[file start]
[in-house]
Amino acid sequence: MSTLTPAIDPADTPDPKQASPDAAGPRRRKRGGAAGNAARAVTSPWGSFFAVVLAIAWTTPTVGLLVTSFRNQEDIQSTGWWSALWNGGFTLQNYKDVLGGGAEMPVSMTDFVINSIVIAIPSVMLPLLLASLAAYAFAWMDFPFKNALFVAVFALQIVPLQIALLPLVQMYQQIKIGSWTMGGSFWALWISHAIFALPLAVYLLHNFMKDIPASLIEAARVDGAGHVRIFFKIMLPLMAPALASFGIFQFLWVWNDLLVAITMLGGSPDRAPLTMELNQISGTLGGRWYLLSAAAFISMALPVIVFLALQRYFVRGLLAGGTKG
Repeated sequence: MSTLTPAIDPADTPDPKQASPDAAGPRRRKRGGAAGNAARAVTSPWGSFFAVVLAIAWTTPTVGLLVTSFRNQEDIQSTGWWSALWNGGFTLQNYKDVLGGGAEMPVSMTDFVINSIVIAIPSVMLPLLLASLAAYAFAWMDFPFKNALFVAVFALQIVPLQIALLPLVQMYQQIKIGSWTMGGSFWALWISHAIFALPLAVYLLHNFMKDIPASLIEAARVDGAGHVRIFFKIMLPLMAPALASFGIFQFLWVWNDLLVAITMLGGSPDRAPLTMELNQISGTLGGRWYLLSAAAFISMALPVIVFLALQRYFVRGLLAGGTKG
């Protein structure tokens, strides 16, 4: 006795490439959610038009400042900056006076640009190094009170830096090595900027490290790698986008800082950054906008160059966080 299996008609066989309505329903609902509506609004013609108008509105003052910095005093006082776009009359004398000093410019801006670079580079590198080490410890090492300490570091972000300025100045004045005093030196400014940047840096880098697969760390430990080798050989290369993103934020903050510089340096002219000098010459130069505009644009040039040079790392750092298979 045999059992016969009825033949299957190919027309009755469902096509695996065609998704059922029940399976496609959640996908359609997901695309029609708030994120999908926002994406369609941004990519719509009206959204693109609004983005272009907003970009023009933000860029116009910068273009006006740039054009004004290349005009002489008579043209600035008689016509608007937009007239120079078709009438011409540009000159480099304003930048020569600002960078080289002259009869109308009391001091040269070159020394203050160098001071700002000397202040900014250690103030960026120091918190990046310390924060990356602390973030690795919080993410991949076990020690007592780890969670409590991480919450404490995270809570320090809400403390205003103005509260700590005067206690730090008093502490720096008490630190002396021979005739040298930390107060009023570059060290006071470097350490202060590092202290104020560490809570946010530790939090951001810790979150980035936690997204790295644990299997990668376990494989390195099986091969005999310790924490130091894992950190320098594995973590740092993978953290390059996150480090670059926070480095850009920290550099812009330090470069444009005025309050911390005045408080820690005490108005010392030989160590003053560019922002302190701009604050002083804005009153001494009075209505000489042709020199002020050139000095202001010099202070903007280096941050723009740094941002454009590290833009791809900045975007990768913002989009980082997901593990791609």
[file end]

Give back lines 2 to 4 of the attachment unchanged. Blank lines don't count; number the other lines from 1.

Amino acid sequence: MSTLTPAIDPADTPDPKQASPDAAGPRRRKRGGAAGNAARAVTSPWGSFFAVVLAIAWTTPTVGLLVTSFRNQEDIQSTGWWSALWNGGFTLQNYKDVLGGGAEMPVSMTDFVINSIVIAIPSVMLPLLLASLAAYAFAWMDFPFKNALFVAVFALQIVPLQIALLPLVQMYQQIKIGSWTMGGSFWALWISHAIFALPLAVYLLHNFMKDIPASLIEAARVDGAGHVRIFFKIMLPLMAPALASFGIFQFLWVWNDLLVAITMLGGSPDRAPLTMELNQISGTLGGRWYLLSAAAFISMALPVIVFLALQRYFVRGLLAGGTKG
Repeated sequence: MSTLTPAIDPADTPDPKQASPDAAGPRRRKRGGAAGNAARAVTSPWGSFFAVVLAIAWTTPTVGLLVTSFRNQEDIQSTGWWSALWNGGFTLQNYKDVLGGGAEMPVSMTDFVINSIVIAIPSVMLPLLLASLAAYAFAWMDFPFKNALFVAVFALQIVPLQIALLPLVQMYQQIKIGSWTMGGSFWALWISHAIFALPLAVYLLHNFMKDIPASLIEAARVDGAGHVRIFFKIMLPLMAPALASFGIFQFLWVWNDLLVAITMLGGSPDRAPLTMELNQISGTLGGRWYLLSAAAFISMALPVIVFLALQRYFVRGLLAGGTKG
């Protein structure tokens, strides 16, 4: 006795490439959610038009400042900056006076640009190094009170830096090595900027490290790698986008800082950054906008160059966080 299996008609066989309505329903609902509506609004013609108008509105003052910095005093006082776009009359004398000093410019801006670079580079590198080490410890090492300490570091972000300025100045004045005093030196400014940047840096880098697969760390430990080798050989290369993103934020903050510089340096002219000098010459130069505009644009040039040079790392750092298979 045999059992016969009825033949299957190919027309009755469902096509695996065609998704059922029940399976496609959640996908359609997901695309029609708030994120999908926002994406369609941004990519719509009206959204693109609004983005272009907003970009023009933000860029116009910068273009006006740039054009004004290349005009002489008579043209600035008689016509608007937009007239120079078709009438011409540009000159480099304003930048020569600002960078080289002259009869109308009391001091040269070159020394203050160098001071700002000397202040900014250690103030960026120091918190990046310390924060990356602390973030690795919080993410991949076990020690007592780890969670409590991480919450404490995270809570320090809400403390205003103005509260700590005067206690730090008093502490720096008490630190002396021979005739040298930390107060009023570059060290006071470097350490202060590092202290104020560490809570946010530790939090951001810790979150980035936690997204790295644990299997990668376990494989390195099986091969005999310790924490130091894992950190320098594995973590740092993978953290390059996150480090670059926070480095850009920290550099812009330090470069444009005025309050911390005045408080820690005490108005010392030989160590003053560019922002302190701009604050002083804005009153001494009075209505000489042709020199002020050139000095202001010099202070903007280096941050723009740094941002454009590290833009791809900045975007990768913002989009980082997901593990791609």